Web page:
Thursday, July 20, 2023

The Medieval Grotesque

The word grotesque does not appear in that form until the 1560s, though now it is used to refer to illustrations and carvings from much earlier eras. It is from Italian grottesca ("of a cave") from Italian grotto ("cave") because it was first used to refer to paintings found in basements in the ruins of Classical Era Rome, specifically the palace complex begun by Nero in 64CE that had been abandoned and buried long ago.

We see grottesca used in Italy in a 1502 contract in which Raphael Sanzio da Urbino (better known to the Modern Era simply by his first name) agrees to decorate the Piccolomini Library attached to Siena Cathedral.

Not everyone appreciated the fanciful designs. One artist complained about

this insatiable desire of man sometimes prefers to an ordinary building, with its pillars and doors, one falsely constructed in grotesque style, with pillars formed of children growing out of stalks of flowers, with architraves and cornices of branches of myrtle and doorways of reeds and other things, all seeming impossible and contrary to reason... [link]

We use the word to describe three-dimensional art such as gargoyles. If you wanted to categorize types of grotesques in two-dimensional art, you will often see hybrids such as the illustration to the left. Another type is a strange juxtaposition or anthropomorphism such as a rabbit jousting with lance and sword, using a hybrid snail for a horse.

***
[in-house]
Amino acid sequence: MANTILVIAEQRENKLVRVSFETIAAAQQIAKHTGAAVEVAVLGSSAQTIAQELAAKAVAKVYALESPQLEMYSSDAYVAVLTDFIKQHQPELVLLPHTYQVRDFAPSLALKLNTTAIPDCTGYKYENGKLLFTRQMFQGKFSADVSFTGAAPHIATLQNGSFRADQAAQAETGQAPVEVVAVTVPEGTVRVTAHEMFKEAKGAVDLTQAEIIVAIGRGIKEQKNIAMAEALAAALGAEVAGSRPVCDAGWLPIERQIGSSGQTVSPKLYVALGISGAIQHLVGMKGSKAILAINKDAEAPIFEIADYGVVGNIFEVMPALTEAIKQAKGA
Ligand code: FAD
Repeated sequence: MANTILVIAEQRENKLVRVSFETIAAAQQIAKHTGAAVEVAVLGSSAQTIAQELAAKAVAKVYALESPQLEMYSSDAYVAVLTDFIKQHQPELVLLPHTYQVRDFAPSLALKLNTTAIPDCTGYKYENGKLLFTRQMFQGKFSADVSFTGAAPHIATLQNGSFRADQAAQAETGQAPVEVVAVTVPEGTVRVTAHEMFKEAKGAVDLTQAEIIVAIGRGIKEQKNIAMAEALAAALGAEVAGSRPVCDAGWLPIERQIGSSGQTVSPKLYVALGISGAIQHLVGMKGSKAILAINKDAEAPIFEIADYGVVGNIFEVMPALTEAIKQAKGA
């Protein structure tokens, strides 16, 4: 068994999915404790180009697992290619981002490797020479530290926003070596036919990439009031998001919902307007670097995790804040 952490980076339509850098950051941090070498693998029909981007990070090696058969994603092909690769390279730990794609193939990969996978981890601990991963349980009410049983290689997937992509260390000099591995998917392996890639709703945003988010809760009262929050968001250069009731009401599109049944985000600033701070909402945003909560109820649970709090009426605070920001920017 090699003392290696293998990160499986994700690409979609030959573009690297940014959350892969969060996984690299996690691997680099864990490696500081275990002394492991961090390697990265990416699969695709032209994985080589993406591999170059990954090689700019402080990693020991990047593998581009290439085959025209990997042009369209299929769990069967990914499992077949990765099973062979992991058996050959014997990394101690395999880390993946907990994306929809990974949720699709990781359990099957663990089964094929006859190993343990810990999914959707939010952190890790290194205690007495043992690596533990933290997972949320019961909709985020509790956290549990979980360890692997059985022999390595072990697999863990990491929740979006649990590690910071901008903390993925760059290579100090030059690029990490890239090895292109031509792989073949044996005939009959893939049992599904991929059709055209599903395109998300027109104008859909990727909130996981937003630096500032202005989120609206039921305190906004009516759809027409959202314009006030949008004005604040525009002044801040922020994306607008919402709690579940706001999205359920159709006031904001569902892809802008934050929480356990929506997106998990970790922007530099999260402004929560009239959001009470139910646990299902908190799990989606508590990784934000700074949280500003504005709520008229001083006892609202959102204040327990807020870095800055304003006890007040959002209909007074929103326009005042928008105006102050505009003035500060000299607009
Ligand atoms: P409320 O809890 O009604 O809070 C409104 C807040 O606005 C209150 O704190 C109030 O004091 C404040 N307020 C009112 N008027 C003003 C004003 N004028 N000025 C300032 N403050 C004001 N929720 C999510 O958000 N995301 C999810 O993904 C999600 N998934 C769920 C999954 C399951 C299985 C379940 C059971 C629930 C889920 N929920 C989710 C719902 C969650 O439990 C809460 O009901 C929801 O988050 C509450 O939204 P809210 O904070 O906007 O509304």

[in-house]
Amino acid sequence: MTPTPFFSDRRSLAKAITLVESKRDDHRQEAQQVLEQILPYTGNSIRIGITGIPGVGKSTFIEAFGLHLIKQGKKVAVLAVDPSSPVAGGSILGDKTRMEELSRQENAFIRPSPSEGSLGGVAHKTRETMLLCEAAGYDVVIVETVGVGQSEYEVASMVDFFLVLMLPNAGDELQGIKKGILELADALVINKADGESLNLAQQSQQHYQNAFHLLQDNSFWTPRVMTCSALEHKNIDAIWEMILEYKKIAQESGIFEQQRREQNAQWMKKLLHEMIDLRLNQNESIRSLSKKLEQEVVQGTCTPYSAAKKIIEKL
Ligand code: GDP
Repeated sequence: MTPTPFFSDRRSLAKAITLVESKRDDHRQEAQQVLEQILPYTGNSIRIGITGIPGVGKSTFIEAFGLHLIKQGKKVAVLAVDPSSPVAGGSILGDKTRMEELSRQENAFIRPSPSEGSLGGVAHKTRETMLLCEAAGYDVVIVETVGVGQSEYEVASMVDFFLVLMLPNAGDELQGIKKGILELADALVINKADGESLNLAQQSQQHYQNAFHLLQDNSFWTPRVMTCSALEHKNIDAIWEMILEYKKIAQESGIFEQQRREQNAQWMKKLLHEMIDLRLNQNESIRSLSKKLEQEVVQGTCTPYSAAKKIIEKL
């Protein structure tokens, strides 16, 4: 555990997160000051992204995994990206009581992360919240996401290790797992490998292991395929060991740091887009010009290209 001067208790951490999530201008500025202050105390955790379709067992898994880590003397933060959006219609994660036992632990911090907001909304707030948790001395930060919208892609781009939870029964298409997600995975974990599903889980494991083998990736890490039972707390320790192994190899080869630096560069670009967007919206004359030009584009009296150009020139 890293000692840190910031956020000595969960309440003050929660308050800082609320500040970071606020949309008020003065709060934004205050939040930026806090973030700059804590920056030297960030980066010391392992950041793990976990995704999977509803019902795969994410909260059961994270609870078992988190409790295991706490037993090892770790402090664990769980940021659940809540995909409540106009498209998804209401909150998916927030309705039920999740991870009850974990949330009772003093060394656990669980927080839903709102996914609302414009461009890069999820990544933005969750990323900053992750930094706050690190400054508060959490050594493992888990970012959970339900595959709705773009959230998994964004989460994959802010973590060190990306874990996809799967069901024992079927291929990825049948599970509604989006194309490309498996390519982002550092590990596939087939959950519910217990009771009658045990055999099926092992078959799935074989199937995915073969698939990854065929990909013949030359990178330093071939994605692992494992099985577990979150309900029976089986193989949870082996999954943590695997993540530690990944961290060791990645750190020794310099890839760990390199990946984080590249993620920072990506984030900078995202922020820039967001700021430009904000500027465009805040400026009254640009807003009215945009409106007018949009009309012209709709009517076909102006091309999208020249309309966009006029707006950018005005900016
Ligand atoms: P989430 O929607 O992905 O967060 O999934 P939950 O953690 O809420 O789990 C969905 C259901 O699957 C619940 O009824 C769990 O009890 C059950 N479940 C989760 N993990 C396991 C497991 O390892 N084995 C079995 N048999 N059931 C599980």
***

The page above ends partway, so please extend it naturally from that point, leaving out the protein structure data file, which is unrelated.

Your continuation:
Sculptural grotesques originally were used for waterspouts in medieval architecture, but became their own genre of architectural decoration. Despite the complaint noted above, folk like the monk who designed Salisbury Cathedral did not hesitate to add grotesque figures that had no function other than to provide decoration. Salisbury, in fact, shows a more consistent architectural style than most other cathedrals, owing to its swift completion: 38 years, as opposed to generations for most gothic structures. In fact, Salisbury Cathedral is a good subject for the next post. See you soon.

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